Ad Radar

Suzuki Swift

The Suzuki Swift offers another space saving, economic option for the city driver. These cars are known for their subcompact size, affordable price, and reliability. The Swift does not have an exciting body style or high-performance powertrain.

More on the Suzuki Swift
Suzuki Swift Origins

It certainly isn’t unusual to learn that an automotive company started out manufacturing something other than vehicles. There are many companies that did just that, including Suzuki, which made spinning looms. At one point, in Japan, Suzuki was among the largest and most successful companies that produced spinning looms for the textile industry. With the rise of interest in motorized vehicles, the leaders at Suzuki decided to branch out to a different manufacturing operation and began to make motorcycles. Motorcycles fit Japanese drivers’ lifestyles and budgets better than cars.

After winning several awards, car races, and acclaim for its motorcycle designs, Suzuki chose to do business in the U.S. Late in 1962, Suzuki opened its U.S. Suzuki Motors division. Originally, the company sold motor-cross style bikes and other motorcycles to American consumers. It wasn’t long before the motorcycle maker decided to use its expertise to create cars and other vehicles as well.

Today, Suzuki is one of the four leading Japanese auto companies, listed with notable automotive giants Nissan, Toyota, and Honda. Among its many lines of vehicles offered in the U.S., the Swift line remains a popular option.

About the Suzuki Swift

Suzuki has a long history of making vehicles designed for city driving. After all, that need was the catalyst that started the motorcycle building part of the company’s history. The Suzuki Swift, during its production years, offered a great choice for the car buyer on a budget and who didn’t need a lot of interior room. The Suzuki Swift suits buyers looking for basic transportation.

While the car fares well enough in everyday driving, some aspects of the car didn't appeal to American drivers. On the highway, the Swift was nothing short of noisy. For a consumer used to quiet, powerful engines, this trait marks a decided drawback. The Swift also lacks features. This car did not even offer power steering as an option. Weighing in at under a ton, the Swift experienced some difficulties in safety ratings as well. Industry experts felt it is simply too small to fare well in any type of collision.

Suzuki Swift Features

The 2001 model year marks the final appearance of the Suzuki Swift. As noted, this model offered few standard features or options, and the final edition reflected this trend. The Swift came in its hatchback body style only and sold in one base trim level. It was purely an economy car with good fuel economy and basic equipment.

Suzuki equiped the Swift with a 1.3-liter, four-cylinder engine capable of 70 horsepower and 74 lb-ft of torque. This engine was paired with a standard five-speed manual transmission. In one of the few factory options, the Swift could be equipped with a three-speed automatic transmission system. As it turned out, the three-speed transmission choice reduces the car’s fuel economy and adversely affected the Swift’s staying power and stamina on the road.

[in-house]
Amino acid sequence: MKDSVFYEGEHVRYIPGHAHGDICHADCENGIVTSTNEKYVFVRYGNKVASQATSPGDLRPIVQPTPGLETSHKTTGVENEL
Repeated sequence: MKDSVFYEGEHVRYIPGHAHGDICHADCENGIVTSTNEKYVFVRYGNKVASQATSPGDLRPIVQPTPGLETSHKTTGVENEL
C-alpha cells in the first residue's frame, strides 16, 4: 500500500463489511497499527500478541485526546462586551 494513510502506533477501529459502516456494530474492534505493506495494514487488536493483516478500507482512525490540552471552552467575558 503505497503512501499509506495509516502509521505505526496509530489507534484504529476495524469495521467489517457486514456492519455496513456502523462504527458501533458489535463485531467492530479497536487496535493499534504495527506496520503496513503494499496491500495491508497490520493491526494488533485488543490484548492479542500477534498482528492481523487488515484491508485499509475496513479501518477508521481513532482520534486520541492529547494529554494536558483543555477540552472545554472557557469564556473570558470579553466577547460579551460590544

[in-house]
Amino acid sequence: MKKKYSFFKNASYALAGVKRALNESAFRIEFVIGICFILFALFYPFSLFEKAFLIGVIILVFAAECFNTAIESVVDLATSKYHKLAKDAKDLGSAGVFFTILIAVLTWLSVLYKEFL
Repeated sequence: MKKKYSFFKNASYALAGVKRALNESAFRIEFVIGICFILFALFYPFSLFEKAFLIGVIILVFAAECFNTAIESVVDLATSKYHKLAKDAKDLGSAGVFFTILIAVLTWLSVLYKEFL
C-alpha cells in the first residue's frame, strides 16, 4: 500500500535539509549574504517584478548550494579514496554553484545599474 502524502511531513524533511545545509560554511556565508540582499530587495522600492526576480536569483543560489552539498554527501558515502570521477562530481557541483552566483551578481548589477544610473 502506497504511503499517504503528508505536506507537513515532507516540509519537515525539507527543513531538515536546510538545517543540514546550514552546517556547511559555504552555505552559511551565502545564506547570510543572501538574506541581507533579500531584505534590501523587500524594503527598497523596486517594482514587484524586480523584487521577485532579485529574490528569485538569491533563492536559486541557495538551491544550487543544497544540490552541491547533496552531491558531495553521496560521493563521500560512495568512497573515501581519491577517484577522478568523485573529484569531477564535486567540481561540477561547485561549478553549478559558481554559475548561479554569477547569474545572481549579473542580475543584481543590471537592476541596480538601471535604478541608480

In the 2001 model year, the Swift came in one basic trim level. Car buyers interested in the Swift quickly discover that the car features daytime running lights, cloth upholstery, and three-point seatbelts. This particular model also included dual front airbags. Thirteen-inch wheels supported the small body.

Suzuki Swift Evolution

The first generation of the Suzuki Swift was available from the 1989 to the 1994 model years. Oddly enough, this generation of Swift offered more factory options and body style choices than the second. Buyers of this generation found the Swift available in its traditional hatchback style, as well as the sedan and even a junior econosport option (available only in the 1989 model year). During this time, the Swift also offered a few different trim levels.

The base model of the first generation Swift didn’t have much to write home about in regards to its powertrain. These cars came equipped with a 1.3-liter, four-cylinder engine that did little more than move the car from point A to point B. In the GT trim level, things became slightly more exciting. The GT trim level featured a twincam version of the four-cylinder, offering about 100 hp.

Suzuki produced the second generation of the Suzuki Swift from 1995 to 2001. During that time, the Swift saw very few changes to its design and engineering. If a car of this generation can be found used, pricing is usually more than affordable. Most industry experts recommend considering a larger sedan or hatchback for safety and reliability reasons.

Select a Suzuki Swift Year

2001 Suzuki Swift
ESTIMATED RESALE: $2,215

MPG
30-34
Seats
4

2000 Suzuki Swift

Compact, Hatchback


Vehicles don’t get much more economical than the no-frills 2000 Suzuki Swift.

ESTIMATED RESALE: $2,130

MPG
30-43
Seats
4

1999 Suzuki Swift

Compact, Hatchback


The 1999 Suzuki Swift classifies as a subcompact car manufactured by Japan-based Suzuki.

ESTIMATED RESALE: $1,980

MPG
30-34
Seats
4

1998 Suzuki Swift
ESTIMATED RESALE: $1,880

MPG
39-43
Seats
4

1997 Suzuki Swift

Compact, Hatchback


The 1997 Suzuki Swift was branded inaccurately; the entry-level two-door hatchback, shouldn't be called ?Swift.

ESTIMATED RESALE: $1,730

MPG
39-43
Seats
4

1996 Suzuki Swift

Compact, Hatchback


The 1996 Suzuki Swift is a subcompact car that was first introduced by the Japanese automaker at the 25th Tokyo Motor Show.

ESTIMATED RESALE: $1,605

MPG
39-43
Seats
4

close